Look at you. You're 5-foot-nothin' and you weigh a hundred and nothin', and with hardly a speck of athletic ability.
So says Fortune, a groundskeeper at the Notre Dame stadium, to Daniel "Rudy" Ruettiger Jr., whose dream is to play for the Fighting Irish. Rudy is not insane. He doesn't expect to start. It would fulfill his lifetime dream simply to wear the uniform and get on the field for one play during the regular season, and get his name in the tiniest print in the school archives.
Almost everyone except Fortune thinks his dream is foolish.
Rudy comes from a working-class family in Joliet, where his father (Ned Beatty) joins his family, his teachers, his neighbors and just about everybody else in assuring him that he lacks not only the brawn but also the brains to make it into a top school like Notre Dame.
But Rudy persists. And although his story reads, in outline, like an anthology of cliches from countless old rags-to-riches sports movies, "Rudy" persists, too. It has a freshness and an earnestness that gets us involved, and by the end of the film we accept Rudy's dream as more than simply sports sentiment. It's a small but powerful illustration of the human spirit.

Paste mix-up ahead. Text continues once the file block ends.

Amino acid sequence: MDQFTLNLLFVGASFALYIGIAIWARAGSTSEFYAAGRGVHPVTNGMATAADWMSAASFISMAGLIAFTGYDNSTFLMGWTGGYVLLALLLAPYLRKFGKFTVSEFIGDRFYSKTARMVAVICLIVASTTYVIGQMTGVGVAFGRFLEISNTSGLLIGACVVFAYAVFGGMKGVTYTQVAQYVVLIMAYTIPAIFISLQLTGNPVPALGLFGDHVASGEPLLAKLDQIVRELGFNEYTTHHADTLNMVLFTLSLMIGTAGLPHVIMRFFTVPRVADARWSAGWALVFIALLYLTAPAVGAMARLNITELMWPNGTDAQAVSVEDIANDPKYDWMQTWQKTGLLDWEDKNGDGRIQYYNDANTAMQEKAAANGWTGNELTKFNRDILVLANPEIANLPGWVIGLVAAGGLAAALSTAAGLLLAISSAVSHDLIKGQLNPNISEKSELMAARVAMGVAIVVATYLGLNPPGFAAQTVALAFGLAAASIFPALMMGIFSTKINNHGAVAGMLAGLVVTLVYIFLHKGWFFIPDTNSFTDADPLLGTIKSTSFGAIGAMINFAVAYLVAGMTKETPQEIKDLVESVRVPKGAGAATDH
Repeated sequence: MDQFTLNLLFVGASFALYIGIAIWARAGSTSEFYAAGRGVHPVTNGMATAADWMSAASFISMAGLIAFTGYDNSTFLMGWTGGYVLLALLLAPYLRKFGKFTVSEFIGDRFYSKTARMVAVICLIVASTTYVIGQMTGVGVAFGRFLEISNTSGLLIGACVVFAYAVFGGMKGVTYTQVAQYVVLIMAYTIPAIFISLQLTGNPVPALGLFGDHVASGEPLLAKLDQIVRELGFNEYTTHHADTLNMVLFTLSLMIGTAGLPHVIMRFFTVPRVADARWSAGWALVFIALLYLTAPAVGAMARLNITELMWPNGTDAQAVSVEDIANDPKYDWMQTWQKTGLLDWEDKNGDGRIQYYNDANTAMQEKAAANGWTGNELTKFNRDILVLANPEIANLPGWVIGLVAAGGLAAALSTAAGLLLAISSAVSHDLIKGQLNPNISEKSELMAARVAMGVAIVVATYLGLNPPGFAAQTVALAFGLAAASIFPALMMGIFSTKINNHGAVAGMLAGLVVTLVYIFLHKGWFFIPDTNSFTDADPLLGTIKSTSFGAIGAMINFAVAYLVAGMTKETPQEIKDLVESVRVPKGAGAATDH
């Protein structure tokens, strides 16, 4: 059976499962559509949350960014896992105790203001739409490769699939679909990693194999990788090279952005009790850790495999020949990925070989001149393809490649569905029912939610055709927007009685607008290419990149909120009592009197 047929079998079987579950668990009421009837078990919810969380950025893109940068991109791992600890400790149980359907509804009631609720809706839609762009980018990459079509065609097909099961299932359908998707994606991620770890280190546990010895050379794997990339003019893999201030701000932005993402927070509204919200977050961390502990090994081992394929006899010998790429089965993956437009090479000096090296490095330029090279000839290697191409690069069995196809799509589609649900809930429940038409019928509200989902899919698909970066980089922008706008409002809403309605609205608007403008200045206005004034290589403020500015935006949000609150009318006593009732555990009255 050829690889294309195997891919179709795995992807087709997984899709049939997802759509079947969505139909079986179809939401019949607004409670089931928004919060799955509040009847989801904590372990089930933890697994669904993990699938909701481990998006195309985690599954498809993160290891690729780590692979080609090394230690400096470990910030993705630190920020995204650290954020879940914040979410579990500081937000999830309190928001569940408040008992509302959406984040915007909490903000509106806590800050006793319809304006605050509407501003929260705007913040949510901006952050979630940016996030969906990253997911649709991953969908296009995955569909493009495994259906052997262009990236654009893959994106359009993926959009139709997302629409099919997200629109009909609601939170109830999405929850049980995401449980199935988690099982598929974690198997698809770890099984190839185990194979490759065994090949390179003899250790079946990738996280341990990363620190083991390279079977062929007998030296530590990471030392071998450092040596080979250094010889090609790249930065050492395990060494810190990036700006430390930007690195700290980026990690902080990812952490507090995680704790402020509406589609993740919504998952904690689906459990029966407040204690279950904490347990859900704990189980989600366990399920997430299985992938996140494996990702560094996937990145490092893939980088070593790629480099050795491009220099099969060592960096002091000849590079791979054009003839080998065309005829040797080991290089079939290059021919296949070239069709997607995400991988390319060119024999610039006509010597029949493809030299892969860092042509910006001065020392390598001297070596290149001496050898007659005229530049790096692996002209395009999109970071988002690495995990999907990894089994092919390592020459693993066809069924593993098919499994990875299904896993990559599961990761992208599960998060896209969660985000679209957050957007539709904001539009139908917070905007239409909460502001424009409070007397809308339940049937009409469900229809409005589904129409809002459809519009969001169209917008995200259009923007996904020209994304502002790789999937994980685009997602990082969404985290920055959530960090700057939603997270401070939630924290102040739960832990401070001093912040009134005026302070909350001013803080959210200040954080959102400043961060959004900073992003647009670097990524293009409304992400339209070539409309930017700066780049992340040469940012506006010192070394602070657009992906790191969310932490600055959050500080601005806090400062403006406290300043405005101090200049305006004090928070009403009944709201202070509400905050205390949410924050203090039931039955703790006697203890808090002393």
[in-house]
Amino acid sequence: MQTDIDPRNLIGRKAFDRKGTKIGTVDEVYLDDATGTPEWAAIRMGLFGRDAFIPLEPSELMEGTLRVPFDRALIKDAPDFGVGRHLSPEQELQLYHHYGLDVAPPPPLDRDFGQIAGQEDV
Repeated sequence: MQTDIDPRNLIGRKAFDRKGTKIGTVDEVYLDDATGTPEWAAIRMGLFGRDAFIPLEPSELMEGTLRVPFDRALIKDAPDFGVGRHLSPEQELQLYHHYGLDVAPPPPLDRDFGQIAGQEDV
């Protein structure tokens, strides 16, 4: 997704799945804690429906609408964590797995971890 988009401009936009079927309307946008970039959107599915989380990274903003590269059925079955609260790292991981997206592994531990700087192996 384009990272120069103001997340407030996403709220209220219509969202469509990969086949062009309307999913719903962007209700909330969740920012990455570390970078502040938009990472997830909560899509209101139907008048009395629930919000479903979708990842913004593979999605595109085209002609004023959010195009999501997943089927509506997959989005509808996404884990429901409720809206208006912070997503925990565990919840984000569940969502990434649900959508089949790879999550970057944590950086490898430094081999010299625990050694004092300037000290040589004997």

The movie was directed by David Anspaugh, who directed another great Indiana sports movie, "Hoosiers," in 1986. Both films show an attention to detail, and a preference for close observation of the characters rather than sweeping sports sentiment. In "Rudy," Anspaugh finds a serious, affecting performance by Sean Astin, the erstwhile teen idol, as a quiet, determined kid who knows he doesn't have all the brains in the world, but is determined to do the best he can with the hand he was dealt.
To start with, he can't get into Notre Dame. He doesn't have the grades. But he's accepted across the street at Holy Cross, where an understanding priest (the benevolent Robert Prosky) offers advice and encouragement. Finally Rudy is accepted by Notre Dame, one of the few remaining big football schools that still has tryouts for "walk-ons" - kids without starring high school careers or athletic scholarships.
It's the mid-1970s. The Notre Dame coach is Ara Parseghian (Jason Miller). He doesn't know what to make of this squirt who is happy to play on a practice team and offer his body up week after week so that the big Irish linemen can batter and bruise him on their way to a Saturday victory. Rudy isn't really even good enough to be the lowliest sub, but he has great heart (something that is observed perhaps a little too often in the dialogue).